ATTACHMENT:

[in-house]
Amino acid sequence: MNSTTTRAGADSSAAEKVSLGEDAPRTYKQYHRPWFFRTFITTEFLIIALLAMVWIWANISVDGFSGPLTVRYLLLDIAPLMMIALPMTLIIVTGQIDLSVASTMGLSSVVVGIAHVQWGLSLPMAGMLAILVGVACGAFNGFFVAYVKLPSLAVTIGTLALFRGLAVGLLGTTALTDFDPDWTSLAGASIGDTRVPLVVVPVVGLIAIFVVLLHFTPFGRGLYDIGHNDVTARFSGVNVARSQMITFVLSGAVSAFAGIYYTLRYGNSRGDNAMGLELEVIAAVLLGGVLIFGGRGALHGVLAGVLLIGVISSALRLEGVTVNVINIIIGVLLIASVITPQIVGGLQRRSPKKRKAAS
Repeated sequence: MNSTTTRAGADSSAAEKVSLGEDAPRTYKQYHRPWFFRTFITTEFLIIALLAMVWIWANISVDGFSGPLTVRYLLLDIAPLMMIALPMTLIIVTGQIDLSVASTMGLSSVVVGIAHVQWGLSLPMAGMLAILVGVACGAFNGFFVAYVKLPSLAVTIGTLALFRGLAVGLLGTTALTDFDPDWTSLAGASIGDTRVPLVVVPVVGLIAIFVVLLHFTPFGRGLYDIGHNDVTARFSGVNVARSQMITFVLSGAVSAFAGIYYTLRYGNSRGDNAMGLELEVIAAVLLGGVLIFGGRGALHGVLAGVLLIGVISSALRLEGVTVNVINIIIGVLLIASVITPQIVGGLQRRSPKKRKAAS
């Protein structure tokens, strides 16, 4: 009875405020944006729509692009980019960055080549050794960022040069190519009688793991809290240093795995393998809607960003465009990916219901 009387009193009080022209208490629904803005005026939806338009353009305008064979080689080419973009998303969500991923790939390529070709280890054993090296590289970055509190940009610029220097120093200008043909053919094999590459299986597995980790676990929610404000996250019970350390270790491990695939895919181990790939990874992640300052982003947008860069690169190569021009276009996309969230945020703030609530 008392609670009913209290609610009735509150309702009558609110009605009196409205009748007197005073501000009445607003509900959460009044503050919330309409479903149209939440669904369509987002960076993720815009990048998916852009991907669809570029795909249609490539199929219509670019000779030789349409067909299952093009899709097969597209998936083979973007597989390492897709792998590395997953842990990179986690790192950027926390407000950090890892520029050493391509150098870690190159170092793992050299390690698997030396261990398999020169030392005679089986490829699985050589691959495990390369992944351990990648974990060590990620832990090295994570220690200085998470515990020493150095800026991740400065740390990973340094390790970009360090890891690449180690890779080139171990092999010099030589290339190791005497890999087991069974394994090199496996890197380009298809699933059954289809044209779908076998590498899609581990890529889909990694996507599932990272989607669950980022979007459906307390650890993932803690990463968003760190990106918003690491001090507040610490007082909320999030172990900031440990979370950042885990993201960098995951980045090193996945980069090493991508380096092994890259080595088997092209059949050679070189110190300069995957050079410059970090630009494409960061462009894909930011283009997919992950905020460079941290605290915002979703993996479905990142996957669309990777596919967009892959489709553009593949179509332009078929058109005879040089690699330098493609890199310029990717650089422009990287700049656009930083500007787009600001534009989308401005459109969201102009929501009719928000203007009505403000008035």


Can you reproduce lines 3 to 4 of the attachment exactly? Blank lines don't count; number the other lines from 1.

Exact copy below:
Repeated sequence: MNSTTTRAGADSSAAEKVSLGEDAPRTYKQYHRPWFFRTFITTEFLIIALLAMVWIWANISVDGFSGPLTVRYLLLDIAPLMMIALPMTLIIVTGQIDLSVASTMGLSSVVVGIAHVQWGLSLPMAGMLAILVGVACGAFNGFFVAYVKLPSLAVTIGTLALFRGLAVGLLGTTALTDFDPDWTSLAGASIGDTRVPLVVVPVVGLIAIFVVLLHFTPFGRGLYDIGHNDVTARFSGVNVARSQMITFVLSGAVSAFAGIYYTLRYGNSRGDNAMGLELEVIAAVLLGGVLIFGGRGALHGVLAGVLLIGVISSALRLEGVTVNVINIIIGVLLIASVITPQIVGGLQRRSPKKRKAAS
């Protein structure tokens, strides 16, 4: 009875405020944006729509692009980019960055080549050794960022040069190519009688793991809290240093795995393998809607960003465009990916219901 009387009193009080022209208490629904803005005026939806338009353009305008064979080689080419973009998303969500991923790939390529070709280890054993090296590289970055509190940009610029220097120093200008043909053919094999590459299986597995980790676990929610404000996250019970350390270790491990695939895919181990790939990874992640300052982003947008860069690169190569021009276009996309969230945020703030609530 008392609670009913209290609610009735509150309702009558609110009605009196409205009748007197005073501000009445607003509900959460009044503050919330309409479903149209939440669904369509987002960076993720815009990048998916852009991907669809570029795909249609490539199929219509670019000779030789349409067909299952093009899709097969597209998936083979973007597989390492897709792998590395997953842990990179986690790192950027926390407000950090890892520029050493391509150098870690190159170092793992050299390690698997030396261990398999020169030392005679089986490829699985050589691959495990390369992944351990990648974990060590990620832990090295994570220690200085998470515990020493150095800026991740400065740390990973340094390790970009360090890891690449180690890779080139171990092999010099030589290339190791005497890999087991069974394994090199496996890197380009298809699933059954289809044209779908076998590498899609581990890529889909990694996507599932990272989607669950980022979007459906307390650890993932803690990463968003760190990106918003690491001090507040610490007082909320999030172990900031440990979370950042885990993201960098995951980045090193996945980069090493991508380096092994890259080595088997092209059949050679070189110190300069995957050079410059970090630009494409960061462009894909930011283009997919992950905020460079941290605290915002979703993996479905990142996957669309990777596919967009892959489709553009593949179509332009078929058109005879040089690699330098493609890199310029990717650089422009990287700049656009930083500007787009600001534009989308401005459109969201102009929501009719928000203007009505403000008035």